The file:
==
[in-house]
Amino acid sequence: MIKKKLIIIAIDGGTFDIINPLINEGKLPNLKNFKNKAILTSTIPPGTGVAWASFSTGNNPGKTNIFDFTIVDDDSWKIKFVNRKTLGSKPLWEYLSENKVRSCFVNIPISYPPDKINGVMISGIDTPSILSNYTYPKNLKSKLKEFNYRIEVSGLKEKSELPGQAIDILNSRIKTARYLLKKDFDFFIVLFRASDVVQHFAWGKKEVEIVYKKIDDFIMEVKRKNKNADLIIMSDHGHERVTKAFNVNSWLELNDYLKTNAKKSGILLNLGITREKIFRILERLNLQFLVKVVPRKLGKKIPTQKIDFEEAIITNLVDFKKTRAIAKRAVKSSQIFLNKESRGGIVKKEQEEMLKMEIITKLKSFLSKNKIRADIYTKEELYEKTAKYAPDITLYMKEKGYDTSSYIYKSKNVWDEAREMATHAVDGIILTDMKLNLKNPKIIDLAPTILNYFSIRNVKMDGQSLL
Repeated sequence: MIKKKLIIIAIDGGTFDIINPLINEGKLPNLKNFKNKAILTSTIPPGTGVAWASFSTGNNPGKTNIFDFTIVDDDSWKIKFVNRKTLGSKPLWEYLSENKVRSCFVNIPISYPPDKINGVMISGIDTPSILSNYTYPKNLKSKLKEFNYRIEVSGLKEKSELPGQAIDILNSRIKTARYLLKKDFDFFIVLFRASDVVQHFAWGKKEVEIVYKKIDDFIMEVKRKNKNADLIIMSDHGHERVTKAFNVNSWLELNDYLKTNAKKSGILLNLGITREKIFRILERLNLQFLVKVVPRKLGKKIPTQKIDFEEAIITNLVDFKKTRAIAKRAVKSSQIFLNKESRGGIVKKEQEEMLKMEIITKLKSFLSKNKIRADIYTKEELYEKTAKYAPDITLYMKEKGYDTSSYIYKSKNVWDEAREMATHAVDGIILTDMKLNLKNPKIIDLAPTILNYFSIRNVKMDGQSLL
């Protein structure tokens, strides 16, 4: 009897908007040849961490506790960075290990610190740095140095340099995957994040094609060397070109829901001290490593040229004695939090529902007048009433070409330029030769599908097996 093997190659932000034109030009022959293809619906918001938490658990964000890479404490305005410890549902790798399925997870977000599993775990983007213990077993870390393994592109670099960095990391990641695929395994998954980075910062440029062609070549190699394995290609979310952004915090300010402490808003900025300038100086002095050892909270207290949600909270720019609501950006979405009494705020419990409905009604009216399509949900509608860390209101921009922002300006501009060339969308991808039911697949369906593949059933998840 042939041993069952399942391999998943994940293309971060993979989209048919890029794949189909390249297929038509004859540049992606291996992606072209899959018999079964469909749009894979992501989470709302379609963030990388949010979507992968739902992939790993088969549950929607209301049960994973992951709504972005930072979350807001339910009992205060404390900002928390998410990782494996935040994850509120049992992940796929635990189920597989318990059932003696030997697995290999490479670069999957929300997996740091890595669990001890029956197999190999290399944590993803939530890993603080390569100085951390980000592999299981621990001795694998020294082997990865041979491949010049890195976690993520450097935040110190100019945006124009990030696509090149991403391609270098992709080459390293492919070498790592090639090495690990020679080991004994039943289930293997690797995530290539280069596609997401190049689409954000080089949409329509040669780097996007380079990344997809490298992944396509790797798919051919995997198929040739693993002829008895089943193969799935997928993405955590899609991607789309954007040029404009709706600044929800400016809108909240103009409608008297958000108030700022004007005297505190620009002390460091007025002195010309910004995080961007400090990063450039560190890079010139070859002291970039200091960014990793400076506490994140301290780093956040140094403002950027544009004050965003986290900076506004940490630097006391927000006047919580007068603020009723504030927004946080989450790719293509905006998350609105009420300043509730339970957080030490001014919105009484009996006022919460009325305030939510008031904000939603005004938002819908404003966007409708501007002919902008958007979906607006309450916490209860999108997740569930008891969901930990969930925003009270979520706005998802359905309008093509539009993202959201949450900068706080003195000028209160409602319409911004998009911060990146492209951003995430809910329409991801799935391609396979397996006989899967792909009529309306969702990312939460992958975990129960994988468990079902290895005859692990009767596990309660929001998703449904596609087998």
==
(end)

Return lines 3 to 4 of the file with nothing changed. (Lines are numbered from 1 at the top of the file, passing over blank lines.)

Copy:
Repeated sequence: MIKKKLIIIAIDGGTFDIINPLINEGKLPNLKNFKNKAILTSTIPPGTGVAWASFSTGNNPGKTNIFDFTIVDDDSWKIKFVNRKTLGSKPLWEYLSENKVRSCFVNIPISYPPDKINGVMISGIDTPSILSNYTYPKNLKSKLKEFNYRIEVSGLKEKSELPGQAIDILNSRIKTARYLLKKDFDFFIVLFRASDVVQHFAWGKKEVEIVYKKIDDFIMEVKRKNKNADLIIMSDHGHERVTKAFNVNSWLELNDYLKTNAKKSGILLNLGITREKIFRILERLNLQFLVKVVPRKLGKKIPTQKIDFEEAIITNLVDFKKTRAIAKRAVKSSQIFLNKESRGGIVKKEQEEMLKMEIITKLKSFLSKNKIRADIYTKEELYEKTAKYAPDITLYMKEKGYDTSSYIYKSKNVWDEAREMATHAVDGIILTDMKLNLKNPKIIDLAPTILNYFSIRNVKMDGQSLL
């Protein structure tokens, strides 16, 4: 009897908007040849961490506790960075290990610190740095140095340099995957994040094609060397070109829901001290490593040229004695939090529902007048009433070409330029030769599908097996 093997190659932000034109030009022959293809619906918001938490658990964000890479404490305005410890549902790798399925997870977000599993775990983007213990077993870390393994592109670099960095990391990641695929395994998954980075910062440029062609070549190699394995290609979310952004915090300010402490808003900025300038100086002095050892909270207290949600909270720019609501950006979405009494705020419990409905009604009216399509949900509608860390209101921009922002300006501009060339969308991808039911697949369906593949059933998840 042939041993069952399942391999998943994940293309971060993979989209048919890029794949189909390249297929038509004859540049992606291996992606072209899959018999079964469909749009894979992501989470709302379609963030990388949010979507992968739902992939790993088969549950929607209301049960994973992951709504972005930072979350807001339910009992205060404390900002928390998410990782494996935040994850509120049992992940796929635990189920597989318990059932003696030997697995290999490479670069999957929300997996740091890595669990001890029956197999190999290399944590993803939530890993603080390569100085951390980000592999299981621990001795694998020294082997990865041979491949010049890195976690993520450097935040110190100019945006124009990030696509090149991403391609270098992709080459390293492919070498790592090639090495690990020679080991004994039943289930293997690797995530290539280069596609997401190049689409954000080089949409329509040669780097996007380079990344997809490298992944396509790797798919051919995997198929040739693993002829008895089943193969799935997928993405955590899609991607789309954007040029404009709706600044929800400016809108909240103009409608008297958000108030700022004007005297505190620009002390460091007025002195010309910004995080961007400090990063450039560190890079010139070859002291970039200091960014990793400076506490994140301290780093956040140094403002950027544009004050965003986290900076506004940490630097006391927000006047919580007068603020009723504030927004946080989450790719293509905006998350609105009420300043509730339970957080030490001014919105009484009996006022919460009325305030939510008031904000939603005004938002819908404003966007409708501007002919902008958007979906607006309450916490209860999108997740569930008891969901930990969930925003009270979520706005998802359905309008093509539009993202959201949450900068706080003195000028209160409602319409911004998009911060990146492209951003995430809910329409991801799935391609396979397996006989899967792909009529309306969702990312939460992958975990129960994988468990079902290895005859692990009767596990309660929001998703449904596609087998």